Long before the Occupy movement swept the country—over two years ago—a political revolt began in one of the reddest states in America. Farmers and ranchers in Nebraska, many of whom are long-time conservatives, got angry about the amount of corporate influence in a single political issue that has since captivated the entire state and upset federal politics: the Keystone XL pipeline.
Today, the Obama administration announced that it is rejecting the project—which would have carried tar-sands petroleum from Alberta across Nebraska and five other states to the Gulf of Mexico, where it would have been refined and likely shipped overseas. The rejection is a major victory for the environmental movement, which staged a series of protests against the pipeline last fall. The decision comes after months of political ping-pong. The State Department announced this past November that the administration would delay the decision until after the 2012 election. Then in December, Congressional Republicans attached a mandate to the payroll tax cut extension that forced Obama to make his decision about the pipeline by February of this year. Currently, some members of Congress are crafting legislation that would override Obama’s ruling on Keystone XL, though no bill has yet been introduced. But within Nebraska, the pipeline has been about more than partisan squabbling: public sentiment stirred by the pipeline has the potential to remake state politics.
Like the Occupy movement, Nebraska’s pipeline revolt has raised the level of conversation about clean government and the role of corporate money—almost to a fever pitch. For the last several months, the pipeline has transcended the culture war and become an issue big enough to motivate Republicans at the grassroots to make friends with liberals and “treehuggers.” In Nebraska, the Keystone XL fight has opened a new sense of possibility that a few citizens with little money could wield collective political influence.
It takes a lot to shake polite Midwesterners out of politics as usual. Many citizens of rural Nebraska are birthright Republicans—reticent people whose conservatism is often a lifelong component of their identity. Some feel their concerns are left out of national politics and the media. (When Obama spoke of Nebraska early last month in a statement on Keystone XL, one rancher, Susan Luebbe, said she was “was pretty surprised that he actually knows we have a state out here.”) The pipeline didn’t make regular news headlines in Nebraska until 2010. In 2008 and 2009, the story that Canadian pipeline developer TransCanada was sniffing around Nebraska ranches and farms—pressuring people to sign easements to run the pipeline through their pastures and cropland—spread in large part by word of mouth.
It wasn’t until May 2010, when the State Department held public hearings in Atkinson and York, Nebraska, that the opposition to the Keystone XL pipeline found its voice. Ben Gotschall, a fourth-generation rancher, then in his late 20s, attended the York hearing and grew concerned when he heard that Keystone XL would cross the Sandhills—a 12 million–acre landscape of fragile, erodible soil and rolling sand dunes. A patch of trampled grass there can weather into a dune blowout and destroy a hay meadow. The water table is shallow—in some places, you can strike groundwater by digging elbow-deep into the soil. And it’s not just any groundwater but the massive Ogallala Aquifer, a drinking-water and irrigation source in eight states. To Gotschall and many other ranchers, it didn’t make sense to dig up miles of the Sandhills and send a pipe of high-pressure tar-sands bitumen—full of benzene, arsenic and other toxins—through the source of the region’s irrigation and drinking wells, many of which are untreated. He feared an oil spill could ruin generations-old ranching communities. After posting furiously about the issue on Facebook, Gotschall decided to bring the pipeline to the attention of Bold Nebraska, a progressive organization founded by Jane Kleeb, wife of a former Democratic candidate for US Senate. Together, they posted an ad that pictured Gotschall and described the potential risks of Keystone XL.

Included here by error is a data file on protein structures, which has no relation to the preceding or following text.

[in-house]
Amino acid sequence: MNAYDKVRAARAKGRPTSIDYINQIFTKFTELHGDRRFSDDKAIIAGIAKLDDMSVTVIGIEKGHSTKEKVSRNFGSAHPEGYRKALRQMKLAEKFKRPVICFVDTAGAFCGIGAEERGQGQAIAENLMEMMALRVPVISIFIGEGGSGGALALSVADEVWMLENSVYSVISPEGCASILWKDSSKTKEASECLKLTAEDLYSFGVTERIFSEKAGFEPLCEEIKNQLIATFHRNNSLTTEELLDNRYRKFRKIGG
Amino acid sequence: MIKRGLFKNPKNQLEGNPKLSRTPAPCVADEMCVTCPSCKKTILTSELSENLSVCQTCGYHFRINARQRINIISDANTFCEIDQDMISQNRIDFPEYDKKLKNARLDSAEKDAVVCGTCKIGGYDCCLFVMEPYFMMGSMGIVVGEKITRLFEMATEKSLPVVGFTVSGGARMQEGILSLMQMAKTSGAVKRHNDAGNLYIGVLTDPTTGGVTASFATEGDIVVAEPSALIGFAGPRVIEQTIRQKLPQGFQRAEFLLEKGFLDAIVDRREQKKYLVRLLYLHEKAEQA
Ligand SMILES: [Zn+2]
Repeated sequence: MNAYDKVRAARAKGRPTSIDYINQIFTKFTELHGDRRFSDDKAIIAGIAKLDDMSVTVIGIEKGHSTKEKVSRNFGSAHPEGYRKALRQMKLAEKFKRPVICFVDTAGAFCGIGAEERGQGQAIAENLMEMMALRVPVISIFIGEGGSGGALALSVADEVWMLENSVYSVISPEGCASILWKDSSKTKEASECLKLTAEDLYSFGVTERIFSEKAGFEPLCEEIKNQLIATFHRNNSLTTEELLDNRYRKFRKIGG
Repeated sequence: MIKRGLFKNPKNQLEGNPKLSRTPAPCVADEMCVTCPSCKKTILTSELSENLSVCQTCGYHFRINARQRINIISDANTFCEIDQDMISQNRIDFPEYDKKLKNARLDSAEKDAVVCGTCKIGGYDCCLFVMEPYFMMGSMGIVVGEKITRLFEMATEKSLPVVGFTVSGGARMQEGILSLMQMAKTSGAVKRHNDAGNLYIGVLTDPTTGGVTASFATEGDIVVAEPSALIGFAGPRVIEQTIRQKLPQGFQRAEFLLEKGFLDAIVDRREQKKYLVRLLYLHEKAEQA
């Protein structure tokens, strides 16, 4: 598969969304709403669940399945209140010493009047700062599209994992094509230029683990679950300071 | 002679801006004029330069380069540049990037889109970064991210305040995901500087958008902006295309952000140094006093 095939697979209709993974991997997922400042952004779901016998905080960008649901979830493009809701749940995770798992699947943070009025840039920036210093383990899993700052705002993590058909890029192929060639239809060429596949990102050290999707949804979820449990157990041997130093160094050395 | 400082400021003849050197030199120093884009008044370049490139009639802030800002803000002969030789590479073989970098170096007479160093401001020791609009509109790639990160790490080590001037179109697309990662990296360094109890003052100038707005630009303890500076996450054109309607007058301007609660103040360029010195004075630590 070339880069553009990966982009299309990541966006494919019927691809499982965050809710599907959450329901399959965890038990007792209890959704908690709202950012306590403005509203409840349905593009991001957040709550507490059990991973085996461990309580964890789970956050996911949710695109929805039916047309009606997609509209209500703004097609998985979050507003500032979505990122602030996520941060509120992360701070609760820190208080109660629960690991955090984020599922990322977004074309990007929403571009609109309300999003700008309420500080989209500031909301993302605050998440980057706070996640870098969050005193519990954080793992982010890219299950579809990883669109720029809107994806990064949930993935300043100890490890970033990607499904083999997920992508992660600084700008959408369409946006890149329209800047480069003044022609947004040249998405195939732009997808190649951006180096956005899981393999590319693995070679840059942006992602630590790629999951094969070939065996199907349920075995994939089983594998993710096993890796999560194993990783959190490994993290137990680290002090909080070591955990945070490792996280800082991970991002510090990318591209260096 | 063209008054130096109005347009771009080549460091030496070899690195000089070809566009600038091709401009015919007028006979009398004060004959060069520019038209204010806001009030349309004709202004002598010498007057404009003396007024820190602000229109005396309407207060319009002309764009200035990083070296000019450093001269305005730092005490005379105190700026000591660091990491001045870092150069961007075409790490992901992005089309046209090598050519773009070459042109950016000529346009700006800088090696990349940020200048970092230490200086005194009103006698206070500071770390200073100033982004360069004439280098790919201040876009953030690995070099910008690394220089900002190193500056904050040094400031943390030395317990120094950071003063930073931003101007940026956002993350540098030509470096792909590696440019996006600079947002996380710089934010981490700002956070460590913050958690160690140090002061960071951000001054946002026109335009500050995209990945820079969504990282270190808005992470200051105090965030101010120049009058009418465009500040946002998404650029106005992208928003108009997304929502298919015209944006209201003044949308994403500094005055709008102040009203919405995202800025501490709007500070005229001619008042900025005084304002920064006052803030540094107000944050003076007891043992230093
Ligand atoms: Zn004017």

At the time, Gotschall was a part-time poetry and literature professor in Lincoln and a cattle-breeder at his family’s ranch in Holt County. About eight months ago, Bold Nebraska hired Gotschall to work as a campaigner against the pipeline and continue building a network of opponents, including other ranchers. Meanwhile, Bold formed a coalition that grew to include groups like the Sierra Club Nebraska Chapter, the Nebraska Wildlife Federation, the League of Women Voters and the Nebraska Farmers Union, an organization that has long served as a bridge between the farmers and ranchers it represents and conservation groups.
Despite its leftist roots, this coalition provided the primary platform for anyone opposed to Keystone XL, from any political background. When Cindy Myers, a registered Republican and a nurse from Holt County in the Nebraska Sandhills, first heard about Keystone XL, she was incredulous. “I thought, ‘This just can’t be, and people don’t understand our groundwater here,’” she says. Myers speaks haltingly and is, by her own admission, a quiet person who never got involved in political activism until Keystone XL. In 2009, she began writing letters to government agencies and her political representatives. In May 2010, she attended a State Department public hearing in Atkinson. “I had no clue what a hearing was and that you give testimony,” she says. The common sentiment at the meeting was that the pipeline was a “done deal,” and there was little input locals could have. “And I kept sitting there fuming, thinking, Well, what about our water? I didn’t hear anybody concerned about water.” Myers stifles a laugh when she explains that, soon after the hearing, she went to a pipeline protest led by Bold Nebraska. Last spring, she traveled to Washington, DC, with a coalition from Bold to meet with members of Congress and State Department officials. In the fall, on her own initiative she organized two jam-packed public meetings on the pipeline in the 600-person town of Stuart. Myers heard resistance from some locals when she brought information from Bold Nebraska to the meetings. But she staunchly defended the group and won over some of her conservative neighbors.